By Sheldon Goldberg, Ph.D.
Between 1933 and 1945, the Nazis built more than 20,000 transit, slave labor, and extermination camps throughout Germany and conquered territories. Millions of men, women, and children were imprisoned, and many millions died in them in cruel and inhuman ways. As one American Jewish liberator said, they were stripped “of the dignity of death.”
In “The Liberation of the Camps,” Professor Dan Stone presents a well-documented, but often heart-breaking rendering of what he called the “process of liberation” and the aftermath. Stone presents the reader with five chapters, covering the liberation by the Red Army, by the Western Allies, the chaos that followed the initial liberation, life in the Displaced Persons Camps, and the issues faced by primarily Jewish survivors as they sought to transition into a new life.
One question that has been asked by other reviewers is how does one define liberation? Is it a joyous end to some form of incarceration or occupation? A time for flag waving and parades? Or is it, as in the case of many of those liberated from the concentration camps, a moment of shame for having survived while so many others did not; a moment of loneliness because everyone they knew and loved were murdered; or of wondering where they go now that their life and home no longer exists? For many, the only liberation granted in the days and weeks that followed was death. Being free was not the end of the trauma for many.
Stone writes that liberation was a complex process, and the events that followed were “fundamental to the unfolding of the post-war years in Europe, to the geopolitics of the Cold War” as well as the future of the British Empire as it impacted events in Palestine and the Middle East. These events and subsequent Allied policies also drove many survivors to reject Europe as a home, insisting that only Palestine could provide them a future.
The Red Army was the first to liberate ghettos and death camps in Eastern Europe. However, Stone fails to differentiate between labor camps and extermination camps. Several of the camps, Sobibor, Belzec, and Treblinka were demolished by the SS, even though evidence of what had taken place there remained. The Soviets took care of the survivors for a short time, but primarily used them for propaganda purposes. “Jews were mentioned only in passing” Stone writes, as they had no ideological value. The defeat of the Nazis was simply a victory for international working-class anti-fascism. Several Soviet reporters who attempted to write the truth had their works suppressed and/or destroyed.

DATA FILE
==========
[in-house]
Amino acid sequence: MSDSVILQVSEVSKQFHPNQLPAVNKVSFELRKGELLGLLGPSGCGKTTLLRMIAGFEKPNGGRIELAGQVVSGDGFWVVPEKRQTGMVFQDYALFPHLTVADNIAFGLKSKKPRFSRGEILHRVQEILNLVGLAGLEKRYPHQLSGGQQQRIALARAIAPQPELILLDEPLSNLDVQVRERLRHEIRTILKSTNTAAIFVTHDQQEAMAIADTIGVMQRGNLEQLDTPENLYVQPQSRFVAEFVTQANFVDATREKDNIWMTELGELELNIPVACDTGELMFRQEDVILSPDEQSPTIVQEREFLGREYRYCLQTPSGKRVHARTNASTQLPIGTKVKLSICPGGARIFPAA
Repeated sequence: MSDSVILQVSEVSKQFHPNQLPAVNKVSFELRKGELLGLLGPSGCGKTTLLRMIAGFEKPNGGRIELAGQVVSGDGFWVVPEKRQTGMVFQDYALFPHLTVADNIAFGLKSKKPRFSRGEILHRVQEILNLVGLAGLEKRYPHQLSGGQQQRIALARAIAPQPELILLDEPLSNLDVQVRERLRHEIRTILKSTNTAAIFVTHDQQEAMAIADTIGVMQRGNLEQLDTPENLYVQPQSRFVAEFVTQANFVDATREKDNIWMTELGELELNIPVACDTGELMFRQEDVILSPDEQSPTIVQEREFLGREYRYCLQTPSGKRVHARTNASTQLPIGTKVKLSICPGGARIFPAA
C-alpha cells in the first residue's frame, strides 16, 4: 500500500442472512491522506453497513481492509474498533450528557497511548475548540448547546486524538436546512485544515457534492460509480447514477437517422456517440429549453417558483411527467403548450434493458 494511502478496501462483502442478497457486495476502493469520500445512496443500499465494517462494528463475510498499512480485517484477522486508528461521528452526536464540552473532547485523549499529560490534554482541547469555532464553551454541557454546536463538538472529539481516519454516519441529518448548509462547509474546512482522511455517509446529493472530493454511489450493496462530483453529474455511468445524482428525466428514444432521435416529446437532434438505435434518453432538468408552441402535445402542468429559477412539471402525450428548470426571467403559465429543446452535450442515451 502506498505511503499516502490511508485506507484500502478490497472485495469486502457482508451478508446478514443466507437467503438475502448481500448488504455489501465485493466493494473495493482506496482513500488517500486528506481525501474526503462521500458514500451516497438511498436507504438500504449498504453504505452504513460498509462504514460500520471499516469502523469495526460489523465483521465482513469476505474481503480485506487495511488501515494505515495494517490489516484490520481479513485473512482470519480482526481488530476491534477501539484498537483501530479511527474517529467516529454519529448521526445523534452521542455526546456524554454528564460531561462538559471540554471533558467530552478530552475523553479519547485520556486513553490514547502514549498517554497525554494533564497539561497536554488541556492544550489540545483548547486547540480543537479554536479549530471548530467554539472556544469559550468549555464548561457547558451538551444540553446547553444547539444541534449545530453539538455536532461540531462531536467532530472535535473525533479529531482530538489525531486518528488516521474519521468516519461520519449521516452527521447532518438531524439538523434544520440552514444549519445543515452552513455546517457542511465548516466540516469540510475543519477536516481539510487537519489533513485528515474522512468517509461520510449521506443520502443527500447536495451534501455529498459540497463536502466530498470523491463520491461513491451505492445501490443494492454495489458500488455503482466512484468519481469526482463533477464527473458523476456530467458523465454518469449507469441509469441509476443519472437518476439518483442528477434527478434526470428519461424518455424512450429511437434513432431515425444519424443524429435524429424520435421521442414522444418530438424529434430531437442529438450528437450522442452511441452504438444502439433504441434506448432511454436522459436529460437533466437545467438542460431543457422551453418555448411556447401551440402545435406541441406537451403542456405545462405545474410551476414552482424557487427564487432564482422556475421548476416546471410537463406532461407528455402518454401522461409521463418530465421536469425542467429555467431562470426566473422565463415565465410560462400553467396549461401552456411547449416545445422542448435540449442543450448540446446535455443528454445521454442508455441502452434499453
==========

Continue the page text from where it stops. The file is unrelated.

While liberation was not an allied goal, their discovery was mostly accidental. French troops were the first of the Western Allies to discover a concentration camp – Natzweiler-Stuthof – in Alsace in November of 1944. It had a small gas chamber but appeared to be an aberration. That perception changed when the Americans found Ordruf in April of 1945. The troops found thousands of corpses everywhere. Despite being surrounded by death since Normandy, the Americans were totally unprepared for what they found. General Eisenhower, who visited the camp a week later, implored London and Washington to take the reports coming out of Germany seriously. As Rafael Medoff, author of “The Jews Should Keep Quiet,” and others have written, London and Washington knew as early as 1942 that Jews were being murdered in the camps.
Within days of discovering Ordruf, many more camps in Germany and Austria were liberated by American, British, and Canadian troops. The liberation of those camps was well documented, but this was primarily due to the much larger numbers of survivors freed and those who had arrived at these camps following forced death marches from camps in the east as the Nazis fled the Soviet advances. Stone does not hide the fact that many SS officers and camp guards who were captured in the camps were then killed by American forces who were appalled by what they had found. The sights, sounds, smells, and emotions experienced by the liberating soldiers stayed with them for many years afterward.
Stone goes to lengths to describe the misunderstandings that took place between the various liberating militaries, the rescue/relief agencies that came to help, and the liberated. Additionally, he describes the unpreparedness of some agencies to deal with what confronted them after their arrival, and the bureaucracy they had to deal with given the war was still ongoing. He also describes the lack of understanding among the military authorities who looked upon the Jewish survivors as no different than the other displaced persons they were now responsible for. This led to animosity between the Jewish survivors and the Allies who were now viewed as their jailers. Stone describes the efforts of the Jewish survivors to move forward with their lives and organize themselves. Having nowhere else to go, they created sports clubs, theater clubs, orchestras, newspapers, schools for children, celebrated marriages and births, and developed groups designed to be kibbutzniks.
Stone also introduces the role of the burgeoning Cold War which made anti-Communism a higher priority than the needs of Holocaust survivors and prevented liberated Jewish survivors from immigrating to Palestine in order to keep the British relationships with the Arabs intact. The book does not discuss the failure of the then anti-Semitic U.S. State Department and the anti-immigration Congress to fill unused German and Austrian immigration quotas which would have allowed Jews to enter the U.S. during and after the war, possibly saving thousands of lives. That said, “The Liberation of the Camps” puts a different perspective on the current understanding of liberation, what it meant to those who were liberated, and how they fared afterward. It sheds a sliver of light on a time that still affects those who lived through it and their families.
Volume 75. Number 3. 2021